By Mary O’KEEFE
The highly anticipated tiles for Crescenta Commons have been placed around the tower. The tiles represent community businesses, organizations and individuals who helped support the Commons.
The Crescenta Commons is on the corner of Rosemont and Orange avenues. For several years the land stood vacant, overtaken by weeds. Boy Scout Rhys Teff approached the Crescenta Valley Town Council with an idea of how to give the area new life. It took some time but, with the support from the community and the CVTC, the revamping of the corner was completed and christened Crescenta Commons. There were several ways for the community to be part of the project, from volunteering to sponsoring a bench or tile.
Ines Chessum, local architect, made the tiles. Ceramics has been a hobby for her for quite some time so she volunteered to make the inlays. She had no idea what she was getting into.
“I do ceramics and you can get bored easily but this you had to stay with,” she said.
The repetitive procedure actually helped her improve as an artist as the process continued, although there was one batch she had to throw out and start again.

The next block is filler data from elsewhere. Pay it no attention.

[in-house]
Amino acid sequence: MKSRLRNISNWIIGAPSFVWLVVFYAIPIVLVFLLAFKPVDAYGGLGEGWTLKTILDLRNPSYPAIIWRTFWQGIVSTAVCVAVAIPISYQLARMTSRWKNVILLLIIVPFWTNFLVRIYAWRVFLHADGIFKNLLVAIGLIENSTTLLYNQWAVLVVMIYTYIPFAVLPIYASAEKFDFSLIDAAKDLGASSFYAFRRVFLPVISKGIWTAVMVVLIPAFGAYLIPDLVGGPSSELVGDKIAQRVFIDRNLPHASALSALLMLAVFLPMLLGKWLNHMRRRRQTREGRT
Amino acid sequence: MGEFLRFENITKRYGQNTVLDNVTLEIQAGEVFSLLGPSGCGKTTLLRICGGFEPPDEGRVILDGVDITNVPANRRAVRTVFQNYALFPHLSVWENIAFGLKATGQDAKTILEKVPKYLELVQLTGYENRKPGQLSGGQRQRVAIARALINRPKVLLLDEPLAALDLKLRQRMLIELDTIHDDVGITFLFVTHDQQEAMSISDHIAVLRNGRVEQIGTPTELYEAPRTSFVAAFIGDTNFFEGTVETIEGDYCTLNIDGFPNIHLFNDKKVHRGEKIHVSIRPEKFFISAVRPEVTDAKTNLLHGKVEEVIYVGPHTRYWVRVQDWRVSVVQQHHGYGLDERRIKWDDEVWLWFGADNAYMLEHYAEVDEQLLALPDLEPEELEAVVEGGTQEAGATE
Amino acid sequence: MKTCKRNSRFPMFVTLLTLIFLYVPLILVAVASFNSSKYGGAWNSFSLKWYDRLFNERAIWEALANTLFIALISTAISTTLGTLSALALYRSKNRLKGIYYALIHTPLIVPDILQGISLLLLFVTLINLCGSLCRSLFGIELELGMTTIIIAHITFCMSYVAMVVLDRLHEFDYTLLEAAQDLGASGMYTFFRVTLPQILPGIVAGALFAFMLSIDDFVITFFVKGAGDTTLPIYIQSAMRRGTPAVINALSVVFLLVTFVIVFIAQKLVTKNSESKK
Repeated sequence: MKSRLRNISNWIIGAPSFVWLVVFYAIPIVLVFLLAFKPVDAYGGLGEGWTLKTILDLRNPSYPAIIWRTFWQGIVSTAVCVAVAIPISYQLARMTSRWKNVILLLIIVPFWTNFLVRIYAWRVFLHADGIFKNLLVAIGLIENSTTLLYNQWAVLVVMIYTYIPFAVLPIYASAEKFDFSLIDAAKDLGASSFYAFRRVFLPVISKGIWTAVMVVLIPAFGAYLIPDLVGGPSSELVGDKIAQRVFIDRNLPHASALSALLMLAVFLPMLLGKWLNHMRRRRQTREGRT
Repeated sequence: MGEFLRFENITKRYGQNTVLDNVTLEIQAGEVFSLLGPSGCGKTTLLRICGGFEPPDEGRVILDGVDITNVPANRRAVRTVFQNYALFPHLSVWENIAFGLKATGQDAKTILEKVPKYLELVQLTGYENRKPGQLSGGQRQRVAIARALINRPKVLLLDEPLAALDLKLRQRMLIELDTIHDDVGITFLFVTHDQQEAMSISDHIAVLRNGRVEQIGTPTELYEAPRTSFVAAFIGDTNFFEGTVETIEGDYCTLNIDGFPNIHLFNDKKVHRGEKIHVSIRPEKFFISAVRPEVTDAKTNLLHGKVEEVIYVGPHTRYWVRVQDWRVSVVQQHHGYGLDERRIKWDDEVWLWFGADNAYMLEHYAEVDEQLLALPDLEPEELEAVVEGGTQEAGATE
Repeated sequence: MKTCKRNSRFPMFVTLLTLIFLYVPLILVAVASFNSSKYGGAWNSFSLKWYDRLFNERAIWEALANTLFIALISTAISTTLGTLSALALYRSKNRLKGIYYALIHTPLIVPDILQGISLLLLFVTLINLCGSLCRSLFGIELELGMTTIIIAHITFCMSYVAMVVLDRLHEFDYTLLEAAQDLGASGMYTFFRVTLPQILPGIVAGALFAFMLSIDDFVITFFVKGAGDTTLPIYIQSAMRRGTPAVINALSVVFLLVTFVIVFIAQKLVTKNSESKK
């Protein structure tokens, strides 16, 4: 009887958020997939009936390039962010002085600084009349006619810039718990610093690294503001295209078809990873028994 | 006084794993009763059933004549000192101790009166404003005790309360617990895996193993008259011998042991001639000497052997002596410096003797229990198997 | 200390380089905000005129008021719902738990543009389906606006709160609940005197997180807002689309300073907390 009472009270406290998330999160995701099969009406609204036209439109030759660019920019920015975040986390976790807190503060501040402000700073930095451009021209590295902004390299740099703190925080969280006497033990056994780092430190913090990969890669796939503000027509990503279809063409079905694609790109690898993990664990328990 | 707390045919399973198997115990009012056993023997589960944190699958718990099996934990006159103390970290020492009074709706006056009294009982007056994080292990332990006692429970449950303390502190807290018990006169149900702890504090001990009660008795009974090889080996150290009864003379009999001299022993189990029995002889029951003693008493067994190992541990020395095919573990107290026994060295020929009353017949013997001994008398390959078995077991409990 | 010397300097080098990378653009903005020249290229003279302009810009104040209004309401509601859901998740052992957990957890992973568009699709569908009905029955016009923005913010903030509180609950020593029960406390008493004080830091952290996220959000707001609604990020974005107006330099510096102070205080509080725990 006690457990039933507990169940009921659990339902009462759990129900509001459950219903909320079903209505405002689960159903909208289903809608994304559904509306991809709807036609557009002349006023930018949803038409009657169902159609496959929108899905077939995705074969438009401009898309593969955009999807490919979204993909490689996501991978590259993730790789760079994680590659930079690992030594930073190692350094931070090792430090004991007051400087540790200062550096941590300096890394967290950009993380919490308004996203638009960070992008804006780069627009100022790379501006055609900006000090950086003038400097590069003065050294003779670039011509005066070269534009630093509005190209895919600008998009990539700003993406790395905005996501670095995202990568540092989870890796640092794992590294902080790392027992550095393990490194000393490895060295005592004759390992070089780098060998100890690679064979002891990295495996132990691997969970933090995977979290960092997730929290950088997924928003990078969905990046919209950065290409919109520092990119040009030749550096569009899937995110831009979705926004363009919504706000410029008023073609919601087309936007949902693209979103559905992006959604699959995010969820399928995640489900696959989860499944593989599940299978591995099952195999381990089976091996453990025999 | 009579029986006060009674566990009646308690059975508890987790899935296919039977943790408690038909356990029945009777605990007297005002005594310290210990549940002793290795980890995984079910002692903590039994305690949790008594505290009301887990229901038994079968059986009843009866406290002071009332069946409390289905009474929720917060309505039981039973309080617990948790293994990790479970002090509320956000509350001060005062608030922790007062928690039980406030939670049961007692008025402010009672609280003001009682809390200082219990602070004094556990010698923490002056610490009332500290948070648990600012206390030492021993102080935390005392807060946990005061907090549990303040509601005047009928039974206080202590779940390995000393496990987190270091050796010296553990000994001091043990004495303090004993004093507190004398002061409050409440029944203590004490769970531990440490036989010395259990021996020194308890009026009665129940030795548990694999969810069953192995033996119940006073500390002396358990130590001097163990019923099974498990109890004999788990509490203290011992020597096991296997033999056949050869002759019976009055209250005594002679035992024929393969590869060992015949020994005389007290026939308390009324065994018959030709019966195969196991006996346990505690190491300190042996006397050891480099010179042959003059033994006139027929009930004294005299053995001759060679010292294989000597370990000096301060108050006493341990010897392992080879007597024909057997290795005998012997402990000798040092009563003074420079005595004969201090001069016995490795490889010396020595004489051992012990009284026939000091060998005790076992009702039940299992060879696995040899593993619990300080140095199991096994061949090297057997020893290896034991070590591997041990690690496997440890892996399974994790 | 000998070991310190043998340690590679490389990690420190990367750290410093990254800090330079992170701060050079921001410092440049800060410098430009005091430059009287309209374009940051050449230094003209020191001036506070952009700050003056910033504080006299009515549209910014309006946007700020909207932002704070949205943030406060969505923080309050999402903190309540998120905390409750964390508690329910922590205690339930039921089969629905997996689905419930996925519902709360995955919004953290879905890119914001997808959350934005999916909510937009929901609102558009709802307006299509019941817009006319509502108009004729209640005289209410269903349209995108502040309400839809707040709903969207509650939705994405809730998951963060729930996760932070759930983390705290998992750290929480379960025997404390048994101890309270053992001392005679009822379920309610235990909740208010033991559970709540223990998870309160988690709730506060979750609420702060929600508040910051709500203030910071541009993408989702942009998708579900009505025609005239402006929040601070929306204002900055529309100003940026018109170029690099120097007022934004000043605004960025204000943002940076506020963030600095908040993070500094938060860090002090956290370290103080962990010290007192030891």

All in all, there were 200 tiles plus several half tiles she prepared for the Commons.
“It has been a process,” she said.
The process was a labor of love for the community not only from Chessum but also from all of the families, community members and officials who came together to turn the vacant lot into a special neighborhood park.
“It has been fun,” Chessum said. “It has been very rewarding.”
Everyone is invited to stop by to see the Crescenta Commons and look at the tiles that now encircle the tower. They include names of families, individuals, neighborhoods and organizations and also have positive quotes.
As Chessum finished cleaning the last of the tiles last week, she walked around still amazed by the community’s outpouring of support.
“Look – there is one from the families of El Adobe Lane,” said Chessum. “They got together and [purchased] a tile and then got together to purchase another for an elderly neighbor of theirs.”